Returns to Education in Russia (News and Research 212)

The World Bank ECA Education Global Practice has produced a new Policy Research Working Paper, entitled “Returns to Education in the Russian Federation: Some New Estimates,” written by Ekaterina Melianova, Suhas Parandekar, Harry Anthony Patrinos and Artëm Volgin.

Back in communist times the contribution of education to productivity was established by the Soviet economist Stanislav Strumilin. He showed that those who were more educated contributed more. He even calculated earnings benefits, and though his calculations did not discount earnings, the estimates of the returns were very high.

This recognition of the value of education led to a great expansion in schooling in the Soviet Union. In fact, education was recognized as a form of investment since the 1917 Revolution. Most of the funds for education at the time came from the national budget, with a healthy expenditure on stipends to students. The educated Russian was a product of the Bolshevik revolution which targeted high levels of illiteracy with a program of free, widely available, public education.

Enrollment rates exploded. In 1915, the tertiary education enrollment rate was only 0.3 percent. Between 1920 and 1950 the enrollment rate increased eight-fold. Still, it was only less than 8 percent, compared to 11 percent in the USA. But by 1985 the enrollment rate was 54 percent compared to the USA’s 60 percent. The average schooling level of the population was less than a year in Russia in 1915. At the same time, it was 3 years in Germany and Japan, 4 years in the UK and Germany, and 7 years in the USA. By 1985, Russia had surpassed all but Japan and the USA. By 2000 Russia joins the most schooled countries in the world. Also, in terms of achievement, Russian education quality, as measured by international students assessments, is high, making it one of the top performers. Thus, the world’s largest country is also one of the world’s most educated.

But when researchers analyzed Russian data in the 1990s, they found very low returns to education at about 5 percent (compared to the global average of 9 percent), even when the market was opening. In fact, they found no increase in the returns to education in the 1990s.

But surely since the quality of education is high, then this must translate into higher levels of productivity. But in the World Bank report, How Wealthy Is Russia? human capital only accounts for 46 percent of total wealth, as compared to the OECD average of 70 percent.

In our new working paper, Returns to Education in the Russian Federation: Some New Estimates, we present new estimates of the returns to education in the Russian Federation using data from 1994 to 2018. During this period, average years of schooling increased from 12.4 to 13.3 years and the proportion of the labor force with higher education increased from 26 to 41 percent.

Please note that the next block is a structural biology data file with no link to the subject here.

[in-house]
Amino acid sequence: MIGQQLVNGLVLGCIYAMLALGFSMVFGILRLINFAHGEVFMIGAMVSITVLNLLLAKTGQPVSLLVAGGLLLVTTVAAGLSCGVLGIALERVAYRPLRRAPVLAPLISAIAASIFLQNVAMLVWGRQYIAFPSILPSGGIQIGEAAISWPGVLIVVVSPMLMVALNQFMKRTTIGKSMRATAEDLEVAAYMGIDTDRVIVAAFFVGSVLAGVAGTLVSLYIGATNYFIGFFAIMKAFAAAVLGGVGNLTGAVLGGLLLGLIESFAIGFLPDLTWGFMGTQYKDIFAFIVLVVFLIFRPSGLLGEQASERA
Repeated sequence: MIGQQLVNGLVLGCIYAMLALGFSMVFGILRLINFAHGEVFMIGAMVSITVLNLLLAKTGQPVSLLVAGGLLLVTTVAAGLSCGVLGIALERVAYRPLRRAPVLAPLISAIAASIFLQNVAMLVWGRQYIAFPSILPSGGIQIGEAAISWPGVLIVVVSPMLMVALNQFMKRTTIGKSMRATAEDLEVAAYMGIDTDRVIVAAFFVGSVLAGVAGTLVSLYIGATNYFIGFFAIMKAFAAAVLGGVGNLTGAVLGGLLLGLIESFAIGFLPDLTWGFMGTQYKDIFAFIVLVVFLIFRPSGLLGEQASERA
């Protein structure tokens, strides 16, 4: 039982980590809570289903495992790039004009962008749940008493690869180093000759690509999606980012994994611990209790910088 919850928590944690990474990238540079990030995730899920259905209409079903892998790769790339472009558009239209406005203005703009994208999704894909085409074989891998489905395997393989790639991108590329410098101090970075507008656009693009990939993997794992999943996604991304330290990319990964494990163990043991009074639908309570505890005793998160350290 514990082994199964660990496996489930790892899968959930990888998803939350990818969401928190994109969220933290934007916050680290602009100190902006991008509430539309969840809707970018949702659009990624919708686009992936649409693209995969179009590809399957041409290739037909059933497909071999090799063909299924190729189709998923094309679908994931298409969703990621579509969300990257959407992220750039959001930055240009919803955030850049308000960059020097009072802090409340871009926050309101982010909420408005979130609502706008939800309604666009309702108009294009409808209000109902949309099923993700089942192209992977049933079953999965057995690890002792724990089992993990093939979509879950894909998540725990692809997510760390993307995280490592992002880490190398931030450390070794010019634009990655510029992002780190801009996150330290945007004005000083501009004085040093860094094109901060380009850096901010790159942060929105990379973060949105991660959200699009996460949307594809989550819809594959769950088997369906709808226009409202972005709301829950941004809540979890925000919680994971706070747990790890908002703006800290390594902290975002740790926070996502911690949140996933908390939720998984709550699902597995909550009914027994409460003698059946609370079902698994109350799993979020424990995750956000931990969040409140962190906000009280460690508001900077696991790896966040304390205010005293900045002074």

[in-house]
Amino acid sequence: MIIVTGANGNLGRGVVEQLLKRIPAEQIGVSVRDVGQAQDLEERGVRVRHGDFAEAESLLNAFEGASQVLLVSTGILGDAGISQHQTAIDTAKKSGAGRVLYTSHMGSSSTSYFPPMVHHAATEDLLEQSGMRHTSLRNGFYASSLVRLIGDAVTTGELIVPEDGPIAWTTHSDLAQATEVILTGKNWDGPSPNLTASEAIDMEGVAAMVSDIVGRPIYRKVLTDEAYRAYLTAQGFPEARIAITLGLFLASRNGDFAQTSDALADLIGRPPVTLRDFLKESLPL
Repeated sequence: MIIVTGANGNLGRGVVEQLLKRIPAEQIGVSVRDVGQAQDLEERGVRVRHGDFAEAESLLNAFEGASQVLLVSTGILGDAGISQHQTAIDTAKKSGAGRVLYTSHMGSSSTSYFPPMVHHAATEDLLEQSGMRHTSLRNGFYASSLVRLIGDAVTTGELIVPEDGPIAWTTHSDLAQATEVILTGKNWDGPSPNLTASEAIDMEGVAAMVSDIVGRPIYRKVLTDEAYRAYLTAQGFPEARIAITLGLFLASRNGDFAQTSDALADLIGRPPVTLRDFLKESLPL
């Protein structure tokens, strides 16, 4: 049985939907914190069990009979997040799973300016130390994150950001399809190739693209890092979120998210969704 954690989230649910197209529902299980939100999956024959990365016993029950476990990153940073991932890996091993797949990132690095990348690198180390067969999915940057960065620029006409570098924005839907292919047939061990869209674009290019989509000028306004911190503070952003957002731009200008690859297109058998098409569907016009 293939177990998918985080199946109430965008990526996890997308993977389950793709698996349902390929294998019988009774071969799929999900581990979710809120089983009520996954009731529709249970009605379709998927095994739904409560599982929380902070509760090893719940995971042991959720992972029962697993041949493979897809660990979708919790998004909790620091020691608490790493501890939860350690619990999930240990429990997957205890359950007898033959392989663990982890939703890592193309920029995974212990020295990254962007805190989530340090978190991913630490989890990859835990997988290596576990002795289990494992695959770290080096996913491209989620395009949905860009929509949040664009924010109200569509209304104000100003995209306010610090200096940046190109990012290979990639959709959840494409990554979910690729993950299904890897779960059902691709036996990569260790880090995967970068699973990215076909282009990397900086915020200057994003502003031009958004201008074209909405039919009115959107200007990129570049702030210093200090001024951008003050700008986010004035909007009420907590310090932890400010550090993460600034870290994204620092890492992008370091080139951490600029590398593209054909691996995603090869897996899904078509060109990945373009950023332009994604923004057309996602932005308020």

What did we find?

Returns to schooling increased for a time – they increased from 7% in 1994 to 9% in 2001, reaching a high of 9.1 percent in 2001. The average returns for the entire period are 7.3 percent, but only 6.3 percent in the last 10 years, among the lowest worldwide and comparable to those estimated using Russian data from the early 1990s. By 2018, they fall to 5.4 percent.

Private returns to education are three times greater for higher education compared with vocational education; 8% vs 2% in 2018 – The returns to higher education peak at 18 percent. By 2018 they settle at 8 percent, which is just below the European Union average of 10 percent and well below the global average of 15 percent.

Returns to education for females are higher than for males – returns for females show an inverse U-shaped curve over the past two decades. Women receive much higher returns, averaging above 10 percent during the first few years of the new century. While they are declining and approaching convergence with men’s returns, they are still significantly higher.

Although the returns to schooling increased for a time, they are now much lower than the global average. The returns show a declining trend in recent years, in line with the expansion in access that took place up to 2009. On average, in Russia, an additional year of education provides a relatively small – and declining – increase in wages.

Female education is a policy priority and there is a need to investigate the labor market relevance of vocational education. Higher education may have reached an expansion limit, and it may be necessary to investigate options for increasing the productivity of schooling. The labor market in Russia might be at risk of over-education, which leads to a reduction in educational premiums.

However, recent school closures and the on-going COVID-19 pandemic will lead to reductions in earnings for all current students once they reach the labor market. But the distribution of the losses will vary, with higher education graduates expected to suffer the least.


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